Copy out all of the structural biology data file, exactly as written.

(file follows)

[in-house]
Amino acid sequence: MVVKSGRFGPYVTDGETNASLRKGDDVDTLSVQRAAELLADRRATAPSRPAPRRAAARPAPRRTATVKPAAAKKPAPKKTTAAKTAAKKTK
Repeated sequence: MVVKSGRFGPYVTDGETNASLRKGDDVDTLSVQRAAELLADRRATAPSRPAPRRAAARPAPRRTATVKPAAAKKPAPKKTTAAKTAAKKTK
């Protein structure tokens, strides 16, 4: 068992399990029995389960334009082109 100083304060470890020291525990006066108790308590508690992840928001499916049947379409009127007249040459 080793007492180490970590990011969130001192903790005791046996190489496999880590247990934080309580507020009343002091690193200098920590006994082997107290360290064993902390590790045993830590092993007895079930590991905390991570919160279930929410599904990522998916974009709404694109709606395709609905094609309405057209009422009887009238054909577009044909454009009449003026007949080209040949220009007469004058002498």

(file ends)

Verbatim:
[in-house]
Amino acid sequence: MVVKSGRFGPYVTDGETNASLRKGDDVDTLSVQRAAELLADRRATAPSRPAPRRAAARPAPRRTATVKPAAAKKPAPKKTTAAKTAAKKTK
Repeated sequence: MVVKSGRFGPYVTDGETNASLRKGDDVDTLSVQRAAELLADRRATAPSRPAPRRAAARPAPRRTATVKPAAAKKPAPKKTTAAKTAAKKTK
């Protein structure tokens, strides 16, 4: 068992399990029995389960334009082109 100083304060470890020291525990006066108790308590508690992840928001499916049947379409009127007249040459 080793007492180490970590990011969130001192903790005791046996190489496999880590247990934080309580507020009343002091690193200098920590006994082997107290360290064993902390590790045993830590092993007895079930590991905390991570919160279930929410599904990522998916974009709404694109709606395709609905094609309405057209009422009887009238054909577009044909454009009449003026007949080209040949220009007469004058002498």